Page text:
American ISP industry criticism, suggestions for improvement | BGR: "David Cay Johnston has written a good piece in the New York Times this week outlining all the ways the American market for Internet services — and wireline services in particular — is truly godawful. Johnston’s arguments are familiar by now but that doesn’t make them any less relevant, especially his nuggets on how American consumers pay vastly more for “bundled” Internet, television and phone services than consumers overseas. For example, Johnston notes that “on average… a triple-play package that bundles Internet, telephone and television sells for $160 a month with taxes” whereas “in France the equivalent costs just $38.” So it’s obvious that America has a problem when it comes to Internet services. The question, then, becomes what to do about it. Happily, I think there are some emerging solutions that are right in front of our eyes that don’t even require heavy-handed government intervention along the lines of breaking up the telecom companies. In no particular order, here are three ways both American citizens and the government can help create a much better ISP market than the one we have today. Support fiber initiatives wherever they sprout up. Google Fiber gets most of the attention, and rightly so since Google (GOOG) is the only company right now with the clout to do large-scale fiber deployments in several major cities in the United States. . . . "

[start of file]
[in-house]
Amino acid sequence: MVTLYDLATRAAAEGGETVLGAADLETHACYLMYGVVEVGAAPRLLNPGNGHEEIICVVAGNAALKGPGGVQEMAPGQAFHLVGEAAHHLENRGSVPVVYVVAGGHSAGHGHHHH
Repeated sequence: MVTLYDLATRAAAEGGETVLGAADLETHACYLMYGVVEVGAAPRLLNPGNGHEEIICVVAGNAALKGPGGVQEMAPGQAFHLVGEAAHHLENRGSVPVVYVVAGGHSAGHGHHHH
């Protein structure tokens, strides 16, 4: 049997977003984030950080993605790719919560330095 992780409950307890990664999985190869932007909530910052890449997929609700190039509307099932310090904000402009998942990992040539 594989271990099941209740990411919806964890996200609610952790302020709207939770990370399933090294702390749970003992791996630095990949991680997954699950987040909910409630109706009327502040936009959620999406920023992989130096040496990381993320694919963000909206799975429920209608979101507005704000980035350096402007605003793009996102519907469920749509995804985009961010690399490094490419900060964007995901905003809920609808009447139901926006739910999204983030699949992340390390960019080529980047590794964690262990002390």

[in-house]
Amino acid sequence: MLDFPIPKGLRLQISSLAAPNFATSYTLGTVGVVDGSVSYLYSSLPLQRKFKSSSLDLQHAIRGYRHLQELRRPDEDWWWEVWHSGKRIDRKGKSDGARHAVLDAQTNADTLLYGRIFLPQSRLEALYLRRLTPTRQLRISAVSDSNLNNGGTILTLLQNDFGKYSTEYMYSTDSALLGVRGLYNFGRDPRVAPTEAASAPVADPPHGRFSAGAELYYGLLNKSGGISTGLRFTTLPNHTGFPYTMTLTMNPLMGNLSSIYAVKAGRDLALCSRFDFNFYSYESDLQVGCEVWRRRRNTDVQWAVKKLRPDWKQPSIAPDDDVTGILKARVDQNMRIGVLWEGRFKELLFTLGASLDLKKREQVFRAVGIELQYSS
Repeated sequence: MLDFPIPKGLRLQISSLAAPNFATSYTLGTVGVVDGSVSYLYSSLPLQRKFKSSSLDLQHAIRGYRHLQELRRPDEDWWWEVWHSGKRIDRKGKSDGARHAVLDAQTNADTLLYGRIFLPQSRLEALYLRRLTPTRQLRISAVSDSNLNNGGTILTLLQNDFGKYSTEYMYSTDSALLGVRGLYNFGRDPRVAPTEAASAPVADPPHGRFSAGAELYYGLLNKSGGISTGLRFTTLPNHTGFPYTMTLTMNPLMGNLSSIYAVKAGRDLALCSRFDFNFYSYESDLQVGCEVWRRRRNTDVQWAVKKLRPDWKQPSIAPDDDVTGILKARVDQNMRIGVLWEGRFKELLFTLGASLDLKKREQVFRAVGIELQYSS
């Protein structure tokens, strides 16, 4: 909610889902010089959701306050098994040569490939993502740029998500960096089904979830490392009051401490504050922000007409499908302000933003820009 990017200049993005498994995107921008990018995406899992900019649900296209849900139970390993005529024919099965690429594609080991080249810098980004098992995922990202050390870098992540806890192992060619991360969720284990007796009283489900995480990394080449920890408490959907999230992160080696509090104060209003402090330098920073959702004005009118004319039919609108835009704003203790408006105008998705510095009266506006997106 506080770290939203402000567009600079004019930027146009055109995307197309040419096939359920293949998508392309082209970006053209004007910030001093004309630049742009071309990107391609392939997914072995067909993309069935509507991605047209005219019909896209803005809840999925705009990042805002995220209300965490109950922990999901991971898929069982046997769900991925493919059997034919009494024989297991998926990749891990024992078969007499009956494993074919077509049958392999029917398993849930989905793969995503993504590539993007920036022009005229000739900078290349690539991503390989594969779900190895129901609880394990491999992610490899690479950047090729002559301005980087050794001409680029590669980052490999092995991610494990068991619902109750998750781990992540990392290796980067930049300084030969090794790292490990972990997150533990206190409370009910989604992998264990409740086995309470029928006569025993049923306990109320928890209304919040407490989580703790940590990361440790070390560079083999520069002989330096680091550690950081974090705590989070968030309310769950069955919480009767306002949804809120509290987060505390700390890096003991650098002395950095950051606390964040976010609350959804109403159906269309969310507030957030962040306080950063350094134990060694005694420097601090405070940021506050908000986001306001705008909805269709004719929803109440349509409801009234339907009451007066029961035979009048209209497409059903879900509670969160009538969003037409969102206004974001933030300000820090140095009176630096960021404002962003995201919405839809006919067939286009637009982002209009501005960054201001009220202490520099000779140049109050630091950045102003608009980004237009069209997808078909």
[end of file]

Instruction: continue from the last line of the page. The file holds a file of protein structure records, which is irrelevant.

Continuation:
The Internet Isn't Broken; So Why Is The ITU Trying To 'Fix' It? | Techdirt: "Neelie Kroes, the VP of the EU Commission and in charge of the EU's Digital Agenda tweeted simply:
The internet works, it doesn't need to be regulated by ITR treaty. If it ain't broke, don't fix it.And that's the thing. The internet works just fine. The only reason to "fix" it, is to "break" it in exactly the way the ITU wants, which is to favor a few players who have done nothing innovative to actually deserve it."
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